I used to hop off the school bus and sprint to my house, a book clutched tightly in my clammy, little hand. I would plop myself down on the couch and read until my mom would call me into the kitchen for dinner — what typically felt like just minutes later.
I read after dinner and before school and while walking in the halls between classes and at sleepovers. I was on a first-name basis with the librarians in my elementary school and was always the one classmates came to when they were looking for a new book to read — they knew I knew what I was talking about.
Reading was how I made friends and went on adventures and learned about the world — and, in retrospect, what helped to turn me into a writer and an editor later in life.
I once had to go sit and cool down on the back staircase after getting into an argument with a coworker about my favorite series — I legitimately thought I might hurt him.
Needless to say, books were my life. My room featured a bookcase taller than I was for the majority of my life.
But when I became a junior in high school, I stopped reading. I don’t know if it was because I felt like I had more important things to be doing with my time — like applying to colleges and practicing for the ACT — or if it was because of some other deep, dark reason that will come to me years from now in therapy, but every time I tried to crack open a book, I would get a paragraph in and just give up. I couldn’t concentrate. I couldn’t see the image the author was painting like I could when I was a kid — the book’s world was dark and unfamiliar to me.
Even my favorites — mostly the likes of Percy Jackson and friends — couldn’t hold my attention for longer than a chapter.
Since then — despite my lack in an ability to concentrate — I have always made half-assed attempts to get back into reading; I’ve gotten a book from the library, forgotten about it, and returned it without even reading the inside cover probably at least every two months since high school.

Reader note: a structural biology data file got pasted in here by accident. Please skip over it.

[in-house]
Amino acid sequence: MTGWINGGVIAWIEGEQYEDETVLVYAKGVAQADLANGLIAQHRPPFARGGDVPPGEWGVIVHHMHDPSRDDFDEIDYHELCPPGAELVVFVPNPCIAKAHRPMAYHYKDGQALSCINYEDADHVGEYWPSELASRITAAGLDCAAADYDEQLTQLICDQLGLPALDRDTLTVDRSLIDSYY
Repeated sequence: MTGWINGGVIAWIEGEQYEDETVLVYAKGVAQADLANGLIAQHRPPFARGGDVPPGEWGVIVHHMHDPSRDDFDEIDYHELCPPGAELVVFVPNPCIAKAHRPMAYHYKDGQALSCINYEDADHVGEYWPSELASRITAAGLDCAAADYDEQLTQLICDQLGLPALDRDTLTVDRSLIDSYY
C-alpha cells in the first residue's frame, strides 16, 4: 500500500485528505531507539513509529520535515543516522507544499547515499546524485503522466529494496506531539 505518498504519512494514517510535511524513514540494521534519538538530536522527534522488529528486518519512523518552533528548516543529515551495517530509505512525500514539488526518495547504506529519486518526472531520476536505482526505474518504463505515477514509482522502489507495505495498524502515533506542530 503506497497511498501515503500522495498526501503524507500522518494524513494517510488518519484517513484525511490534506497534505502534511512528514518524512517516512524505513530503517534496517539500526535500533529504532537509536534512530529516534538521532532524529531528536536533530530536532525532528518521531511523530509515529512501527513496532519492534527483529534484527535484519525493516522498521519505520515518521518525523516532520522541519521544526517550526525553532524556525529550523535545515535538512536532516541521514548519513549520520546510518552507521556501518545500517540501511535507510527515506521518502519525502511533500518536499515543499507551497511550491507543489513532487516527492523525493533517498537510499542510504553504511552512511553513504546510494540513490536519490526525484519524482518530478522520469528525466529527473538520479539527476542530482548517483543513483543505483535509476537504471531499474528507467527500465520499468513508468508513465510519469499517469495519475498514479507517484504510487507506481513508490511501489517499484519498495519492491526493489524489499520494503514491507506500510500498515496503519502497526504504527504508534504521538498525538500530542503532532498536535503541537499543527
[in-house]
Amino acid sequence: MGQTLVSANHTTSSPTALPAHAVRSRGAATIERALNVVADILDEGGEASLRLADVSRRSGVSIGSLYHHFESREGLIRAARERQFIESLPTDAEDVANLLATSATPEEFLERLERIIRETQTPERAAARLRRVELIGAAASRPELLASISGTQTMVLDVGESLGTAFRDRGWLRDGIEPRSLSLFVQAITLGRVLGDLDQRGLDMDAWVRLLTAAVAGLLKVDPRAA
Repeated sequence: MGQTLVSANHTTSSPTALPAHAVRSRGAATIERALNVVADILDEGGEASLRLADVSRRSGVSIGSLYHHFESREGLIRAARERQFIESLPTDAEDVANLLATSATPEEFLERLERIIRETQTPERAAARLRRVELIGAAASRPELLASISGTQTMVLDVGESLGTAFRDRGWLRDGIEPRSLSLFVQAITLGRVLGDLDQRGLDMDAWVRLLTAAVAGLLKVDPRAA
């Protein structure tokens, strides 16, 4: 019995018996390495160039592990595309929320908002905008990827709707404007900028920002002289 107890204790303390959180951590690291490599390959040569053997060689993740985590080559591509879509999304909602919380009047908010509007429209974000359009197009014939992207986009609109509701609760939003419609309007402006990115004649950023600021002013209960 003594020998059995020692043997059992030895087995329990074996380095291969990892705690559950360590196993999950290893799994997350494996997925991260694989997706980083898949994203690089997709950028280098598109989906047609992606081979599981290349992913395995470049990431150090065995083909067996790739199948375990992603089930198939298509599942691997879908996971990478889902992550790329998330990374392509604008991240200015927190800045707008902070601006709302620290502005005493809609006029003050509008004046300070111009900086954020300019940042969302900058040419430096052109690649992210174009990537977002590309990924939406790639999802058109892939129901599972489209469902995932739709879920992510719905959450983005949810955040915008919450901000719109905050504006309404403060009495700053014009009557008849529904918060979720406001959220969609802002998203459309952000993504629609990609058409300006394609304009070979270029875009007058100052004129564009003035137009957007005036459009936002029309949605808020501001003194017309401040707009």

And that made me so sad. I felt like I had lost a piece of myself, the piece that made me brave and excited and free. The piece that made me feel the most like myself.
I think as you grow older, you leave pieces of yourself behind. You grow out of things and people, you move out of your childhood home, you throw out what was once your favorite shirt — now worn and full of holes. I have left pieces of myself in friend’s basements, dorm rooms, behind the counters of ice cream shops, nestled on shelves of libraries, and — yes — between the pages of a million books.
For years now, I have been so afraid of never getting that piece back. I didn’t want to say goodbye to the feeling of devouring a book whole in one sitting simply because I couldn’t bear to put it down. I didn’t want to have to say goodbye to all of the worlds I’d been introduced to as a kid, but I was so afraid that that part of me was gone forever, replaced with someone who worries about her credit score and the fine lines already developing on her face.
That was why tonight, on the night of my 21st birthday, when I bundled up and braved the November cold to go get a book from the library, I teared up a little. I had received an email that a book I put on hold was available for pickup, so I threw out my plan for the night — watch The Office reruns for the millionth time — and go get this book. This was something the old me would have done: leaving the warmth and safety of home to go get the next book of a series simply because I couldn’t wait another second to get my hands on it.
I teared up because I felt like I had finally gotten a piece of myself back — to be fair, the blustery Chicago wind blowing in my face probably had something to do with it as well.
I got home and dove right in and was transported somewhere else for the first time in years. I suddenly didn’t feel so far and different from that freckle-y kid who always had a book — or two, or three — in her backpack, I felt a little like I was coming home.
I don’t think we’re supposed to get back all of the pieces we leave behind, some of my pieces are better left where they are — and I am better for it. But I think sometimes just because we lose a piece of ourselves doesn’t always mean it is gone forever.